Orecchiette literally means “small ears” (orecchie means ears in Italian). To make them, small pieces of dough are drawn across the wooden board with a blunt-tipped knife, or are stretched and turned inside out on a fingertip.
The latter method is the one I showed in my previous posts on orecchiette.1 A video of a woman from Bari making strascnat (the name used in that city for orecchiette)2 revealed to me the beauty of the former method. As the woman interviewed in this article3 (in Italian) says: "the women of Bari use the knife, the women 'from the villages' use their thumb."
The dialectal word strascnat is sometimes written strascenate, sometimes strascinate. All these words come from the verb trascinare, which means to drag or draw and refers to the action of drawing the piece of dough across the wooden board to shape it. (Strascinati on this blog are a different kind of pasta, but as I have said a number of times, names of pasta shapes are rooted in local traditions and have local currency and I avoid getting hung up on them: the important thing is the shape.)
Signora Stella's hands work quickly and precisely. I spent a good amount of time working on my technique and, while I am not as fast as signora Stella, I think my strascnat come out pretty nice. I now always use this method to make orecchiette. The short video shows my hands at work. Watch signora Stella2 and watch me: we use different techniques. I don't make any claims about mine, beyond the fact that it works for me.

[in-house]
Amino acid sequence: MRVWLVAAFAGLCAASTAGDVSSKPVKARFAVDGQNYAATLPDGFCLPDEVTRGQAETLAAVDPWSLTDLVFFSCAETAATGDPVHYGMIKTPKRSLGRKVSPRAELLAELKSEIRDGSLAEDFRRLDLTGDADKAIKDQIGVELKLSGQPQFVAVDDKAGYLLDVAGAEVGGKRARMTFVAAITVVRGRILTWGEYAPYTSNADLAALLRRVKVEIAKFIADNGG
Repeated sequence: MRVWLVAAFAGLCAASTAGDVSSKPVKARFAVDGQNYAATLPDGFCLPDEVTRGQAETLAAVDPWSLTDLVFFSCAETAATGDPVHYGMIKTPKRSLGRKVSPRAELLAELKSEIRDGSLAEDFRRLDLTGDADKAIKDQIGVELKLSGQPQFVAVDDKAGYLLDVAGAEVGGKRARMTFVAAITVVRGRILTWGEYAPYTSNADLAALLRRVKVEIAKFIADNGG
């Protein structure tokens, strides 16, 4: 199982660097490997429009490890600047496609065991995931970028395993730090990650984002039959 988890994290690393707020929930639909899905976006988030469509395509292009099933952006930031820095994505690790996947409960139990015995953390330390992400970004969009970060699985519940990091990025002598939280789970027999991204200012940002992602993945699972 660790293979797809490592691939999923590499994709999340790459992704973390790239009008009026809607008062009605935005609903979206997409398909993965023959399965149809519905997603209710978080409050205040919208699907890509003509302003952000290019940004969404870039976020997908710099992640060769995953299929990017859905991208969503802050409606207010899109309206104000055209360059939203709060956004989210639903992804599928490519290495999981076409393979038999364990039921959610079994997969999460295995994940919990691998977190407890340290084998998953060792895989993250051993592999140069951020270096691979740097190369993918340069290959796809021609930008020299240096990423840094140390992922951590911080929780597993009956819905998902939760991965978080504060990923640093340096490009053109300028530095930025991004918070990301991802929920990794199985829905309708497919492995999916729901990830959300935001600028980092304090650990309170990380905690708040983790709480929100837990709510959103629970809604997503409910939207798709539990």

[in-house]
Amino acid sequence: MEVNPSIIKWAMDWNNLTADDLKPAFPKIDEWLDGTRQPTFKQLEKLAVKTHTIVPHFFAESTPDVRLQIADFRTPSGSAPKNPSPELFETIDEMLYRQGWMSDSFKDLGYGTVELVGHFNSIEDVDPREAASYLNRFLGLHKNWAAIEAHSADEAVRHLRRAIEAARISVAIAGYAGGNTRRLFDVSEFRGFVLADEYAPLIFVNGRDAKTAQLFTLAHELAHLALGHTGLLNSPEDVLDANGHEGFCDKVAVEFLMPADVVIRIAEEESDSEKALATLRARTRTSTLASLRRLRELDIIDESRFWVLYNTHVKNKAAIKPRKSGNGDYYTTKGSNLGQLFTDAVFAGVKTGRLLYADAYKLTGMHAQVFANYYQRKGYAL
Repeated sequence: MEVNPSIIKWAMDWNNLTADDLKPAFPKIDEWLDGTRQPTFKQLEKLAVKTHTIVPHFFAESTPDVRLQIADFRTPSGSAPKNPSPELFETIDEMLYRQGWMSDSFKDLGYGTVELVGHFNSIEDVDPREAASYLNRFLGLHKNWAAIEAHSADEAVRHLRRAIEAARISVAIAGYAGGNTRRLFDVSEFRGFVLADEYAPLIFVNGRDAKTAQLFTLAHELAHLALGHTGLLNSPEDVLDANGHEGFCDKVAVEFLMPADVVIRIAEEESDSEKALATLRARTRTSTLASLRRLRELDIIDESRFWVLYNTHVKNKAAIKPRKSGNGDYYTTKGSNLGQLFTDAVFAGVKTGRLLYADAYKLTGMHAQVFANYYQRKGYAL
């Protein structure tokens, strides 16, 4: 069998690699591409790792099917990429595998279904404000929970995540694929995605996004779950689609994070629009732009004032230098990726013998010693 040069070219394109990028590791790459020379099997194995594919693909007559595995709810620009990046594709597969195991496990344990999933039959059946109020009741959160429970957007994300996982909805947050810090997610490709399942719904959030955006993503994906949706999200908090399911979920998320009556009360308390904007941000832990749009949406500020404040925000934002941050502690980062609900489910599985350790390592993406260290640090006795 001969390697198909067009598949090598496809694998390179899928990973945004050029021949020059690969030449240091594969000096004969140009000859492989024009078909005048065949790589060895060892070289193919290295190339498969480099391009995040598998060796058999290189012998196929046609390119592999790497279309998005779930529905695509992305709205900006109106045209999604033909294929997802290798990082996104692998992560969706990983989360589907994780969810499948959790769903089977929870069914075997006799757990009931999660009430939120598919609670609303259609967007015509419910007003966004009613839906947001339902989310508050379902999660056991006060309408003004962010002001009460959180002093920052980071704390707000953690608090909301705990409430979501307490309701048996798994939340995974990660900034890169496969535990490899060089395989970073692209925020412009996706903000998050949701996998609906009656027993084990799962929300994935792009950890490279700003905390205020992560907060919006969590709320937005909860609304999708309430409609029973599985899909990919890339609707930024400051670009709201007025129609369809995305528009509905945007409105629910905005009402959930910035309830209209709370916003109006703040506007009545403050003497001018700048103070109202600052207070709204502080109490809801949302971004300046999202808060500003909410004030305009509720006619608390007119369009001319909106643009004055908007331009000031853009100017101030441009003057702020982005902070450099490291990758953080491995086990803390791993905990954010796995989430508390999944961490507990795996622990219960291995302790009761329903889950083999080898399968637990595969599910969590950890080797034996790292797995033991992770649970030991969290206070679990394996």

You need to get a feel for how the blade thins the pasta and when it is time to release the pressure. If you make a mistake and an orecchietta comes out with a hole or otherwise misshapen (there is an instance of that in the video), remember that you can knead the dough and try again.
The current selection of our Cook the Books Club is A Place at the Table by Susan Rebecca White, a novel about finding our place in the world, about belonging, love and loss, through the intersecting stories of two main characters plus people connected to them. I enjoyed reading the book and found the characters all interesting and well portrayed.
Food plays an important role in the novel, which revolves in part around a restaurant in New York City. Except for the bread mentioned in a few places, none of the dishes described inspired me (challah made with delayed fermentation4 has been part of my repertoire for years). Then I thought: if I were to work in a restaurant kitchen and could decide what to put on the menu, like Bobby does in the novel, what would I do? The answer came easily: handmade pasta—known shapes, like orecchiette, lesser known ones, plus shapes I invented.
The strascnat in the photo above were made with 50% semolina flour milled by Capay Mills6 from Rancho Llano Seco's durum wheat (which I bought at the Temescal farmers' market in Oakland) and 50% store-bought semolina flour.
Ingredients for the pasta dough (I recommend weighing both flour and water because the quantities involved are small):